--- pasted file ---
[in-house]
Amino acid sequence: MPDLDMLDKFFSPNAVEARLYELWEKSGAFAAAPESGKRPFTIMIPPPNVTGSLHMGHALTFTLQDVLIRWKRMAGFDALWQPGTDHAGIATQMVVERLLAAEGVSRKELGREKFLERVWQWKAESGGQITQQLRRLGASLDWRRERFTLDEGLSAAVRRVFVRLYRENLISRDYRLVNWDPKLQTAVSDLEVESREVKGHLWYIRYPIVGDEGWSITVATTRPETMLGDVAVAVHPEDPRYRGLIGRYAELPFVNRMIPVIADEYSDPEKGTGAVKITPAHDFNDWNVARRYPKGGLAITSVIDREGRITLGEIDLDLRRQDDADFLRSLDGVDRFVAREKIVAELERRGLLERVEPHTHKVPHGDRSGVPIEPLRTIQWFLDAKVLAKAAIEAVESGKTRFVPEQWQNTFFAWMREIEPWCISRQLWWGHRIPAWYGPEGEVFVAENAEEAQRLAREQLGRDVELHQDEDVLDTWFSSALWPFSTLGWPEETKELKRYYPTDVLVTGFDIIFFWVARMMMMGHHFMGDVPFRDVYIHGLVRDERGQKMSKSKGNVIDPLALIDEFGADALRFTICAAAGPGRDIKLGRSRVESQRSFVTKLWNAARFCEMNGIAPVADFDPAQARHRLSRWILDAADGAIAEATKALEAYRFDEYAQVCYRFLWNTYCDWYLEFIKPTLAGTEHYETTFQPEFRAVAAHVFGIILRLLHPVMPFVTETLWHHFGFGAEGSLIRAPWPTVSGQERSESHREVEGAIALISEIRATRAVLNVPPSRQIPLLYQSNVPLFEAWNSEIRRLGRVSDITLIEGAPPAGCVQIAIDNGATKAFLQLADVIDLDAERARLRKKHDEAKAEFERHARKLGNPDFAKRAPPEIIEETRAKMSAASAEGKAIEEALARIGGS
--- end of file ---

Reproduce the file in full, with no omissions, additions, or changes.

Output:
[in-house]
Amino acid sequence: MPDLDMLDKFFSPNAVEARLYELWEKSGAFAAAPESGKRPFTIMIPPPNVTGSLHMGHALTFTLQDVLIRWKRMAGFDALWQPGTDHAGIATQMVVERLLAAEGVSRKELGREKFLERVWQWKAESGGQITQQLRRLGASLDWRRERFTLDEGLSAAVRRVFVRLYRENLISRDYRLVNWDPKLQTAVSDLEVESREVKGHLWYIRYPIVGDEGWSITVATTRPETMLGDVAVAVHPEDPRYRGLIGRYAELPFVNRMIPVIADEYSDPEKGTGAVKITPAHDFNDWNVARRYPKGGLAITSVIDREGRITLGEIDLDLRRQDDADFLRSLDGVDRFVAREKIVAELERRGLLERVEPHTHKVPHGDRSGVPIEPLRTIQWFLDAKVLAKAAIEAVESGKTRFVPEQWQNTFFAWMREIEPWCISRQLWWGHRIPAWYGPEGEVFVAENAEEAQRLAREQLGRDVELHQDEDVLDTWFSSALWPFSTLGWPEETKELKRYYPTDVLVTGFDIIFFWVARMMMMGHHFMGDVPFRDVYIHGLVRDERGQKMSKSKGNVIDPLALIDEFGADALRFTICAAAGPGRDIKLGRSRVESQRSFVTKLWNAARFCEMNGIAPVADFDPAQARHRLSRWILDAADGAIAEATKALEAYRFDEYAQVCYRFLWNTYCDWYLEFIKPTLAGTEHYETTFQPEFRAVAAHVFGIILRLLHPVMPFVTETLWHHFGFGAEGSLIRAPWPTVSGQERSESHREVEGAIALISEIRATRAVLNVPPSRQIPLLYQSNVPLFEAWNSEIRRLGRVSDITLIEGAPPAGCVQIAIDNGATKAFLQLADVIDLDAERARLRKKHDEAKAEFERHARKLGNPDFAKRAPPEIIEETRAKMSAASAEGKAIEEALARIGGS